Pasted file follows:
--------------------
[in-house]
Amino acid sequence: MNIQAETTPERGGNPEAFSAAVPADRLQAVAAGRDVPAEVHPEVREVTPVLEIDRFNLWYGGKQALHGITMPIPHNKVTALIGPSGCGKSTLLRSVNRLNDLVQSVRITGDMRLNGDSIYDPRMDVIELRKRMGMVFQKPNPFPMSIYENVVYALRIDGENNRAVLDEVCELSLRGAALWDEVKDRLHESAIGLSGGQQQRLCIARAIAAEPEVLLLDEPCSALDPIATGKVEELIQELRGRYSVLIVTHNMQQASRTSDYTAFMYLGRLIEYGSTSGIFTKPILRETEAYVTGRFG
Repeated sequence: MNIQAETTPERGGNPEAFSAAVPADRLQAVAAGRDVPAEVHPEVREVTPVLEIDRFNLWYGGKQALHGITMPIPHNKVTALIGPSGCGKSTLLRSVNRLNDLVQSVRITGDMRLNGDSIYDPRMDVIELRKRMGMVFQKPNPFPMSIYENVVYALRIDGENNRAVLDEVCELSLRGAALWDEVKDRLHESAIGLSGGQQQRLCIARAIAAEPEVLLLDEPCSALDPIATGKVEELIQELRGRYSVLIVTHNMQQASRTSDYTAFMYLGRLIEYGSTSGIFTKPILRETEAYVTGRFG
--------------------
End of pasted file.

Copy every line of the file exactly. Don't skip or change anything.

[in-house]
Amino acid sequence: MNIQAETTPERGGNPEAFSAAVPADRLQAVAAGRDVPAEVHPEVREVTPVLEIDRFNLWYGGKQALHGITMPIPHNKVTALIGPSGCGKSTLLRSVNRLNDLVQSVRITGDMRLNGDSIYDPRMDVIELRKRMGMVFQKPNPFPMSIYENVVYALRIDGENNRAVLDEVCELSLRGAALWDEVKDRLHESAIGLSGGQQQRLCIARAIAAEPEVLLLDEPCSALDPIATGKVEELIQELRGRYSVLIVTHNMQQASRTSDYTAFMYLGRLIEYGSTSGIFTKPILRETEAYVTGRFG
Repeated sequence: MNIQAETTPERGGNPEAFSAAVPADRLQAVAAGRDVPAEVHPEVREVTPVLEIDRFNLWYGGKQALHGITMPIPHNKVTALIGPSGCGKSTLLRSVNRLNDLVQSVRITGDMRLNGDSIYDPRMDVIELRKRMGMVFQKPNPFPMSIYENVVYALRIDGENNRAVLDEVCELSLRGAALWDEVKDRLHESAIGLSGGQQQRLCIARAIAAEPEVLLLDEPCSALDPIATGKVEELIQELRGRYSVLIVTHNMQQASRTSDYTAFMYLGRLIEYGSTSGIFTKPILRETEAYVTGRFG